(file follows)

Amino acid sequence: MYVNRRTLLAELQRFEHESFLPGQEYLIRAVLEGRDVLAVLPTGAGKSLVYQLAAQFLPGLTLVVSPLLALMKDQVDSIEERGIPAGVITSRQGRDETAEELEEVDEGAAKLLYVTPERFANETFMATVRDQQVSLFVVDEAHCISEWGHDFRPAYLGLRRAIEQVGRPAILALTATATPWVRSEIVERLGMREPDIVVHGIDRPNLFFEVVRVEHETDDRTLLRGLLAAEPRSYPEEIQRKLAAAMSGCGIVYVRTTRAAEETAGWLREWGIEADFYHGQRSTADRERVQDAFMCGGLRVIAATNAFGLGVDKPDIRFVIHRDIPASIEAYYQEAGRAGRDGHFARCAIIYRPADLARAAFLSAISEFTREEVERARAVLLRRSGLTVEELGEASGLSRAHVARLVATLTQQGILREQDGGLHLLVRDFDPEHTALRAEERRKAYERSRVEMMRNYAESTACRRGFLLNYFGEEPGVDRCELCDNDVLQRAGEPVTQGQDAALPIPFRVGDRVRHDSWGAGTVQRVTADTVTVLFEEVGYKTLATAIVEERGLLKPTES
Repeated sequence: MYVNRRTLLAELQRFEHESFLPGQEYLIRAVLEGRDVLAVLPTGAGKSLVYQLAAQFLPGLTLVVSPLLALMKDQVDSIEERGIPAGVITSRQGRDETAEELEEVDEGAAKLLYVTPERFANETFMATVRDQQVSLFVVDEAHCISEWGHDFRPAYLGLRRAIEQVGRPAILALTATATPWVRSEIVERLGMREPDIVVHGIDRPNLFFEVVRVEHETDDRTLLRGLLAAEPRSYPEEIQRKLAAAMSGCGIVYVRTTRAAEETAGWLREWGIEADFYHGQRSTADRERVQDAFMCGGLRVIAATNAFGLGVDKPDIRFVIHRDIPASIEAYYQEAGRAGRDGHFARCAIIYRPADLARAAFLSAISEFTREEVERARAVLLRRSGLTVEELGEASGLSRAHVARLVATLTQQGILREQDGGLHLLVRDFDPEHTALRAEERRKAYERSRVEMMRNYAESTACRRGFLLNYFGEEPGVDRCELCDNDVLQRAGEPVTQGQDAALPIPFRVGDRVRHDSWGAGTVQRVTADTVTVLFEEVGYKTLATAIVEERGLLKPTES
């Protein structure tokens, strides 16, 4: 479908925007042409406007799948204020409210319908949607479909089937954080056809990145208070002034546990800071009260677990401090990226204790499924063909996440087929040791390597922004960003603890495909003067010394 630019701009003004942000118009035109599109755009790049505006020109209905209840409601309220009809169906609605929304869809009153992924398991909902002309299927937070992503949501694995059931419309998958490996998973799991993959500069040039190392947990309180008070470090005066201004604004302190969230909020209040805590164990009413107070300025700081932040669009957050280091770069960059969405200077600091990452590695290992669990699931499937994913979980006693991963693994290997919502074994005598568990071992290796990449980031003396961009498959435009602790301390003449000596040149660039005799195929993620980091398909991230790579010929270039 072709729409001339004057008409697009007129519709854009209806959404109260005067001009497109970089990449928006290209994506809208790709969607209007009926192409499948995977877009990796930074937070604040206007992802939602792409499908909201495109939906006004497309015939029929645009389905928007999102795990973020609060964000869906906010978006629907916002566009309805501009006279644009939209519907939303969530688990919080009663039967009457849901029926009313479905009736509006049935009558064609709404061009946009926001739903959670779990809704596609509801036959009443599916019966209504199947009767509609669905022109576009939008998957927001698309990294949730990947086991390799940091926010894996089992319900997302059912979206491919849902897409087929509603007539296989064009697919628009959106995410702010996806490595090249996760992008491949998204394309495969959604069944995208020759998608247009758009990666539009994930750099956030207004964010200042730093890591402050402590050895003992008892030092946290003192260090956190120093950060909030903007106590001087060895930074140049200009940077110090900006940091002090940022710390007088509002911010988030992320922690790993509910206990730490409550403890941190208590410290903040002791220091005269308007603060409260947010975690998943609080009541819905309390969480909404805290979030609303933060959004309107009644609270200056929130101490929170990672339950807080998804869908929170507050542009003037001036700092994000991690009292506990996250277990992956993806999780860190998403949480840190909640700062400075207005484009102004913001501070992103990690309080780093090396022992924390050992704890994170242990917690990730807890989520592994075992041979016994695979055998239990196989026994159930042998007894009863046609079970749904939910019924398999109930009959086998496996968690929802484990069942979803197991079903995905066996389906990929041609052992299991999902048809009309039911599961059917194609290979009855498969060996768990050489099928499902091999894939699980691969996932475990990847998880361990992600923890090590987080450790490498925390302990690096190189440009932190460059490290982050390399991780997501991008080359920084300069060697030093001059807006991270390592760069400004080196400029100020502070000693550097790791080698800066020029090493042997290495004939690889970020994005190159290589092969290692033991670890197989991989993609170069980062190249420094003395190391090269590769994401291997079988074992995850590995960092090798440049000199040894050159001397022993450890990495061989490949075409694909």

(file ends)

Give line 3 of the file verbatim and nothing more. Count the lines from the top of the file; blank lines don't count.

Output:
């Protein structure tokens, strides 16, 4: 479908925007042409406007799948204020409210319908949607479909089937954080056809990145208070002034546990800071009260677990401090990226204790499924063909996440087929040791390597922004960003603890495909003067010394 630019701009003004942000118009035109599109755009790049505006020109209905209840409601309220009809169906609605929304869809009153992924398991909902002309299927937070992503949501694995059931419309998958490996998973799991993959500069040039190392947990309180008070470090005066201004604004302190969230909020209040805590164990009413107070300025700081932040669009957050280091770069960059969405200077600091990452590695290992669990699931499937994913979980006693991963693994290997919502074994005598568990071992290796990449980031003396961009498959435009602790301390003449000596040149660039005799195929993620980091398909991230790579010929270039 072709729409001339004057008409697009007129519709854009209806959404109260005067001009497109970089990449928006290209994506809208790709969607209007009926192409499948995977877009990796930074937070604040206007992802939602792409499908909201495109939906006004497309015939029929645009389905928007999102795990973020609060964000869906906010978006629907916002566009309805501009006279644009939209519907939303969530688990919080009663039967009457849901029926009313479905009736509006049935009558064609709404061009946009926001739903959670779990809704596609509801036959009443599916019966209504199947009767509609669905022109576009939008998957927001698309990294949730990947086991390799940091926010894996089992319900997302059912979206491919849902897409087929509603007539296989064009697919628009959106995410702010996806490595090249996760992008491949998204394309495969959604069944995208020759998608247009758009990666539009994930750099956030207004964010200042730093890591402050402590050895003992008892030092946290003192260090956190120093950060909030903007106590001087060895930074140049200009940077110090900006940091002090940022710390007088509002911010988030992320922690790993509910206990730490409550403890941190208590410290903040002791220091005269308007603060409260947010975690998943609080009541819905309390969480909404805290979030609303933060959004309107009644609270200056929130101490929170990672339950807080998804869908929170507050542009003037001036700092994000991690009292506990996250277990992956993806999780860190998403949480840190909640700062400075207005484009102004913001501070992103990690309080780093090396022992924390050992704890994170242990917690990730807890989520592994075992041979016994695979055998239990196989026994159930042998007894009863046609079970749904939910019924398999109930009959086998496996968690929802484990069942979803197991079903995905066996389906990929041609052992299991999902048809009309039911599961059917194609290979009855498969060996768990050489099928499902091999894939699980691969996932475990990847998880361990992600923890090590987080450790490498925390302990690096190189440009932190460059490290982050390399991780997501991008080359920084300069060697030093001059807006991270390592760069400004080196400029100020502070000693550097790791080698800066020029090493042997290495004939690889970020994005190159290589092969290692033991670890197989991989993609170069980062190249420094003395190391090269590769994401291997079988074992995850590995960092090798440049000199040894050159001397022993450890990495061989490949075409694909």